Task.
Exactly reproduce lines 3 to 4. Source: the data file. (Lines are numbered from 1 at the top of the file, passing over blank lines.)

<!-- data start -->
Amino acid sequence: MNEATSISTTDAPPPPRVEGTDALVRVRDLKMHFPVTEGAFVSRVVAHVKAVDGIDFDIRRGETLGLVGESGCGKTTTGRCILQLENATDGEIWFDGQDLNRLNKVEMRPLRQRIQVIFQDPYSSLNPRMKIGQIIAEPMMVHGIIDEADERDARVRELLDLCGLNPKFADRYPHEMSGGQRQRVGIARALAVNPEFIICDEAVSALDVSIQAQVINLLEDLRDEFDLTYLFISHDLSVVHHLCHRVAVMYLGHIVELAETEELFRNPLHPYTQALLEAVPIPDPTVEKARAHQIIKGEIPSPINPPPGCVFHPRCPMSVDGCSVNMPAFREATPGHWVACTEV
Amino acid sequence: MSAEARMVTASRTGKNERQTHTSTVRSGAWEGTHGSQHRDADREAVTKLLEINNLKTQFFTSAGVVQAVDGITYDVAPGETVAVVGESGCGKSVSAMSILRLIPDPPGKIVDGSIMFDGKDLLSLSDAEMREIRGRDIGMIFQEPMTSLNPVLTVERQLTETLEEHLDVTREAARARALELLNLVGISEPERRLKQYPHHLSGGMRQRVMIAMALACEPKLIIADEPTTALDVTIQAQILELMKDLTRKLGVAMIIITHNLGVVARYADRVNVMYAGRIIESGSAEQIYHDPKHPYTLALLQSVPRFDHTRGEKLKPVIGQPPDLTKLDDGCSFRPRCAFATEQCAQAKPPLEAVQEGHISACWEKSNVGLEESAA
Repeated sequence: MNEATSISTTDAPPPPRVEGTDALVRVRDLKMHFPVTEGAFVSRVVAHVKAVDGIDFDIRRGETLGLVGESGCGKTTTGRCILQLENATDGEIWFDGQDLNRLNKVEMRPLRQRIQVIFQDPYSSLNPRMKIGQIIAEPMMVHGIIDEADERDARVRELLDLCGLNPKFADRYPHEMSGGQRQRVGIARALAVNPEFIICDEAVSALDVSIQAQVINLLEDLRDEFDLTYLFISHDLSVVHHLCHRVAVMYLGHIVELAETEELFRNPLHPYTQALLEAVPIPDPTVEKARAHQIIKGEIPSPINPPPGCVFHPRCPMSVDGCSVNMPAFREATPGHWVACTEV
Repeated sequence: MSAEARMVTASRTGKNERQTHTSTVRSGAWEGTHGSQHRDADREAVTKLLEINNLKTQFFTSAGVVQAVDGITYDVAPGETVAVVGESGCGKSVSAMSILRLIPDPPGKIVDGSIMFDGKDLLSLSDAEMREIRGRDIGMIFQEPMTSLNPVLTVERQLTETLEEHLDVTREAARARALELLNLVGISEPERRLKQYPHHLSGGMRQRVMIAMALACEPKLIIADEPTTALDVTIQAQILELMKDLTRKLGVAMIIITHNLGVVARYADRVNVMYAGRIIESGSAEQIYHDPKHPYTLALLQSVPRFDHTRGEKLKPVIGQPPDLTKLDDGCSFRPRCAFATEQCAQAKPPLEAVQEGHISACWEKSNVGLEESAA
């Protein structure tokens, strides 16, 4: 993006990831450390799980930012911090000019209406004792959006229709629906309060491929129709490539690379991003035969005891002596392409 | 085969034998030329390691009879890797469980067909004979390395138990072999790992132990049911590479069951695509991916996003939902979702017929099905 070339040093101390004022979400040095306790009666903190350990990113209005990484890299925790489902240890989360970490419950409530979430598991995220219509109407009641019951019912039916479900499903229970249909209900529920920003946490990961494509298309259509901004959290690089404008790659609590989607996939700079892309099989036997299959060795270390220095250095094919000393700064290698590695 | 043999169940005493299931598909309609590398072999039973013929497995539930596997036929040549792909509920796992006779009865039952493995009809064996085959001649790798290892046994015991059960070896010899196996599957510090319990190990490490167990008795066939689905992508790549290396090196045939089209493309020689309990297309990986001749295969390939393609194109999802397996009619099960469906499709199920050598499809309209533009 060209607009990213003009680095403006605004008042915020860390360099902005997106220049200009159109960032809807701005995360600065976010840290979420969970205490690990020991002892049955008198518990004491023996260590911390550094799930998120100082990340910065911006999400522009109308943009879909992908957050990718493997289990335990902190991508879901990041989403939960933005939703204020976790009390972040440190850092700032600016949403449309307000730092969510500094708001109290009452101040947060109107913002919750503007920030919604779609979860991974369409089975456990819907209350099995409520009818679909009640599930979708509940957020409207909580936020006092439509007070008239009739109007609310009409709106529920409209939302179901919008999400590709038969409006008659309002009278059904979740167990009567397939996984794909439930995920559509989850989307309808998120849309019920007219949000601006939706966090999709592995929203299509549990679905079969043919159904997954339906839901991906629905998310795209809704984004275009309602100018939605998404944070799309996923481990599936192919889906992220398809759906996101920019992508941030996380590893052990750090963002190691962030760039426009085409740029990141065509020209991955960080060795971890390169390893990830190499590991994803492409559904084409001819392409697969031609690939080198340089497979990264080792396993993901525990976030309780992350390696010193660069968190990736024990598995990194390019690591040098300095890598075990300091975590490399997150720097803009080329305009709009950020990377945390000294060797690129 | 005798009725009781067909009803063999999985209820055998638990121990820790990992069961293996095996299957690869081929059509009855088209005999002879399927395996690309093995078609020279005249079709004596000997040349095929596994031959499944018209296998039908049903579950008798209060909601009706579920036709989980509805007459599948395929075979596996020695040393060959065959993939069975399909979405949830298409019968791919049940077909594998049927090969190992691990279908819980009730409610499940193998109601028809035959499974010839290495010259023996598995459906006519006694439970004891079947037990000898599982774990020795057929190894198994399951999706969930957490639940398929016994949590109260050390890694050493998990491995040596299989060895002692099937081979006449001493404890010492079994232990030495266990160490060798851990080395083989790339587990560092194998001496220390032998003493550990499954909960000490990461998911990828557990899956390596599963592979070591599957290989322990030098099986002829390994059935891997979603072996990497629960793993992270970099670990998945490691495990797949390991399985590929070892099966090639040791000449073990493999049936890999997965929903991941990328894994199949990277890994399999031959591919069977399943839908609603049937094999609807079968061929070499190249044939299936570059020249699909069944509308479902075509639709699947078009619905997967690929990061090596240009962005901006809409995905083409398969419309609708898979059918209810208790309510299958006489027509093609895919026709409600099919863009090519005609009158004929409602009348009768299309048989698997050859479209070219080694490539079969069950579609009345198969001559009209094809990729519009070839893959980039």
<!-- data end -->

Repeated sequence: MNEATSISTTDAPPPPRVEGTDALVRVRDLKMHFPVTEGAFVSRVVAHVKAVDGIDFDIRRGETLGLVGESGCGKTTTGRCILQLENATDGEIWFDGQDLNRLNKVEMRPLRQRIQVIFQDPYSSLNPRMKIGQIIAEPMMVHGIIDEADERDARVRELLDLCGLNPKFADRYPHEMSGGQRQRVGIARALAVNPEFIICDEAVSALDVSIQAQVINLLEDLRDEFDLTYLFISHDLSVVHHLCHRVAVMYLGHIVELAETEELFRNPLHPYTQALLEAVPIPDPTVEKARAHQIIKGEIPSPINPPPGCVFHPRCPMSVDGCSVNMPAFREATPGHWVACTEV
Repeated sequence: MSAEARMVTASRTGKNERQTHTSTVRSGAWEGTHGSQHRDADREAVTKLLEINNLKTQFFTSAGVVQAVDGITYDVAPGETVAVVGESGCGKSVSAMSILRLIPDPPGKIVDGSIMFDGKDLLSLSDAEMREIRGRDIGMIFQEPMTSLNPVLTVERQLTETLEEHLDVTREAARARALELLNLVGISEPERRLKQYPHHLSGGMRQRVMIAMALACEPKLIIADEPTTALDVTIQAQILELMKDLTRKLGVAMIIITHNLGVVARYADRVNVMYAGRIIESGSAEQIYHDPKHPYTLALLQSVPRFDHTRGEKLKPVIGQPPDLTKLDDGCSFRPRCAFATEQCAQAKPPLEAVQEGHISACWEKSNVGLEESAA